A trip to Montgomery and Selma, Alabama, over Memorial Day weekend led Lisa Rawlings, EMBA 19, to redefine courage.
“Putting myself in my grandparents’ shoes, I realized that courage was not always resistance, but sometimes it was simply endurance, which often required unthinkable compromises to their dignity to save their lives and those of their loved ones,” said Rawlings, whose African American grandmother was born in Alabama and left for Memphis as a teenager.
Rawlings was among a group of six students in the MBA for Executives program who traveled to Alabama to connect the history of racial injustice in America to the present day. Rawlings was joined by Adam Rosenzweig, John Gribowich, a priest who made the same trip last year, Alexei Greig, Claire Veuthey, and Suprita Makh, all EMBA 19.
In Montgomery, the group visited the National Memorial for Peace and Justice, also called the lynching memorial, which opened in 2018 and was built by the the non-profit Equal Justice Initiative. They toured the City of Saint Jude Parish and the Dexter Avenue King Memorial Baptist Church, the first church where Martin Luther King Jr. served as pastor. After visiting the Lowndes Interpretive Center (in 1965, 80% of residents in Lowndes were African-American and not a single one was registered to vote), they walked across the Edmund Pettus Bridge in Selma, the scene of the stand-off between the marchers for voting rights and law enforcement on Bloody Sunday in 1965.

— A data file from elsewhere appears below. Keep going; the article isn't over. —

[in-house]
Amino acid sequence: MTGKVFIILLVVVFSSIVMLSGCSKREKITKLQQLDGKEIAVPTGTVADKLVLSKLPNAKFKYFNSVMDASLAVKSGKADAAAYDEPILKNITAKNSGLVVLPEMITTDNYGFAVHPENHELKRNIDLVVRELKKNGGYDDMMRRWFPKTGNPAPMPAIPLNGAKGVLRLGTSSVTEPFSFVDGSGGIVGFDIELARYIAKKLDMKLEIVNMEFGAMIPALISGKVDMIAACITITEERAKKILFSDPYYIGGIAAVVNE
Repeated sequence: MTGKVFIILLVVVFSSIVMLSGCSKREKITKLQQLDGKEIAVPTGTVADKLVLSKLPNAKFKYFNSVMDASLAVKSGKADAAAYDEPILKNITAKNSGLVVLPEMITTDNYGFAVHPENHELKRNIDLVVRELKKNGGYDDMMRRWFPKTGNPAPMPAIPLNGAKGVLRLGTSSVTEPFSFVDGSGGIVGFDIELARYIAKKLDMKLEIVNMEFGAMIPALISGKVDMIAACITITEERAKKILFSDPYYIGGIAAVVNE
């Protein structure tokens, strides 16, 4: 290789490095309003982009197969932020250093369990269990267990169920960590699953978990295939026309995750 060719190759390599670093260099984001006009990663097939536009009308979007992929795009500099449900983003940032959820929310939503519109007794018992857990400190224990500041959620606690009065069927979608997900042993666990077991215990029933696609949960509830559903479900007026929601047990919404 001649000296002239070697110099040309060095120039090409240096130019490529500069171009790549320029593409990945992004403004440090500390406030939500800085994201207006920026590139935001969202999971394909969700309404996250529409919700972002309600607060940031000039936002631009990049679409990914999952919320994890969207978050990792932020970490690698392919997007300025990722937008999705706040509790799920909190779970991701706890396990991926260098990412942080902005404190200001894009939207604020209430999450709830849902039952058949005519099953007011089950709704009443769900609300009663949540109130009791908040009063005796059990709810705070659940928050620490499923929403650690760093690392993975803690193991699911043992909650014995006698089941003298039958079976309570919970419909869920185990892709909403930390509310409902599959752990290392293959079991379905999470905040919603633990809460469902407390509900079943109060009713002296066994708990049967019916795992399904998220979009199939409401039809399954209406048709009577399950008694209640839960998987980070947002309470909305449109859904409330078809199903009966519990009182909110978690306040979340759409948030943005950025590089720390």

(All photos by John Gribowich and Adam Rosenzweig)